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OpEdNews Op Eds    H3'ed 2/1/10

Shareholders Forced Political Spending

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Message Stephen Crockett
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When we make an investment by buying shares in a corporation are we endorsing the political goals of corporate CEO's or other corporate executives? For most American citizens, the answer is clearly "NO!"

The recent Supreme Court ruling stating that corporations have the right to spend the shareholders' money to influence federal elections seems designed to trample on the property rights of individual shareholders, empower the international corporate executive class and distort the electoral process in favor of the pro-corporate Republican Party. It completely fails to protect the property rights of shareholders against politically-motivated abuse by corporate executives.

While the ruling was both bad law and bad for American democracy, as most commentators have stated publicly, few editorialists or pundits have examined how badly the ruling tramples on the property rights of shareholders. I might want to buy shares to fund my retirement or meet unexpected future financial demands. I want my money used in the core missions and functions of the business. I did not invest my money to have it misused by corporate executives to fund their political goals or agenda instead of mine.

Why did this radically activist Supreme Court empower corporate executives to use my money for politics instead of for the legitimate business purposes that are the reasons shareholders bought shares in the first place?

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Every member of Congress should support a new federal law that would require all shareholders agree before any corporate money can be spent to influence elections. This does not violate the premise of the Supreme Court ruling that states (incorrectly in my opinion) that corporations have the right to spend corporate funds on elections. Such a law would not require a Constitutional Amendment.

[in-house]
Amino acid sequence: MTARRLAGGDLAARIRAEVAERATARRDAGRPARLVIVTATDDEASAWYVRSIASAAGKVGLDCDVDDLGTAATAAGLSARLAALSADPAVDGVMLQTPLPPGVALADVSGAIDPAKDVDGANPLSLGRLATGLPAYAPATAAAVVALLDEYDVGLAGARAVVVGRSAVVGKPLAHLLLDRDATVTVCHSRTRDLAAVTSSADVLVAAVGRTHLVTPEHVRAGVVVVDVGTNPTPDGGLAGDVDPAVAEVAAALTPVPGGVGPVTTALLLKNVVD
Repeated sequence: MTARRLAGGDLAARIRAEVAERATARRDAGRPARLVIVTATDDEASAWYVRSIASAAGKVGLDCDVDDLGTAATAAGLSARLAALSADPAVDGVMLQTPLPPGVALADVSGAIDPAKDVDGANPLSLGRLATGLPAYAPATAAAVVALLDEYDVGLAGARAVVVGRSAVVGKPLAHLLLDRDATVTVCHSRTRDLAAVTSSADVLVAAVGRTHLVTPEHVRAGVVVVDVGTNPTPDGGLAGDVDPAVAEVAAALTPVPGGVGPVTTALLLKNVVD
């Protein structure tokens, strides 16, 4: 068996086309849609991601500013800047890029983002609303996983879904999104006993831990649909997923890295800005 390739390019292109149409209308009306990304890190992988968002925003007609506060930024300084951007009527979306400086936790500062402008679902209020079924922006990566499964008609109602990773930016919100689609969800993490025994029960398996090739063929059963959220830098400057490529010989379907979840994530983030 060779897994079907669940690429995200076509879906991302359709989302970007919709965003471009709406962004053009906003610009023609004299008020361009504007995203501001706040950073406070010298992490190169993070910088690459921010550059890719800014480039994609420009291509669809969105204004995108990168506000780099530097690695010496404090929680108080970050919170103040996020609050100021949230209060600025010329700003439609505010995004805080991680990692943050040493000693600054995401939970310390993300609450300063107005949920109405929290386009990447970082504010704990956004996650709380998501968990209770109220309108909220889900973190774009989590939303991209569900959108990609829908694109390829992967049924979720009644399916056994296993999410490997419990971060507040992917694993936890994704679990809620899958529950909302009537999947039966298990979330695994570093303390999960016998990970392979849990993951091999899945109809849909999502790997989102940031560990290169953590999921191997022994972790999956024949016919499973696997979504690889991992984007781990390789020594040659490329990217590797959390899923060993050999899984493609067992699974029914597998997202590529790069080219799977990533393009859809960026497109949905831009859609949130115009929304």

Shareholders should never be forced to make a political contribution to a candidate or campaign that the individual shareholder does not support. These forced contributions are unjust. In fact, corporate executives who spend corporate funds on influencing elections are frankly stealing from the shareholders.

Even before the new federal law is passed, shareholders should consider suing any corporate executives who misuse corporate funds to influence election outcomes directly or indirectly. The lawsuits should seek both to injunction the corporation from using shareholders money without universal approval from all shareholders and to fire the corporate executive involved "with cause" so that any "golden parachute" provisions (where more shareholder money gets stolen by executives) might get blocked.

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Any officeholder who fails to support a new federal law restricting corporate executive power and empowering individual shareholders to veto spending corporate money on elections is helping in the politically-motivated theft of shareholder property! We need to identify these officeholders regardless of political party and vote them out of office. They are corrupt!

While corporations are not people, shareholders and corporate executives are people. The corporate executives should not overrule shareholders when it comes to political spending of corporate funds. The corporate executives work for the shareholders and never should be legally permitted to forget this basic fact.

Written by: Stephen Crockett (Host of Democratic Talk Radio http://www.DemocraticTalkRadio.com ). Mail: 698 Old Baltimore Pike, Newark, Delaware 19702. Phone: 443-907-2367. Email: midsouthcm@aol.com.

Feel free to publish at no charge without prior approval.


 

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Stephen Crockett is co-host of Democratic Talk Radio and author of the Democratic Voices opinion column.
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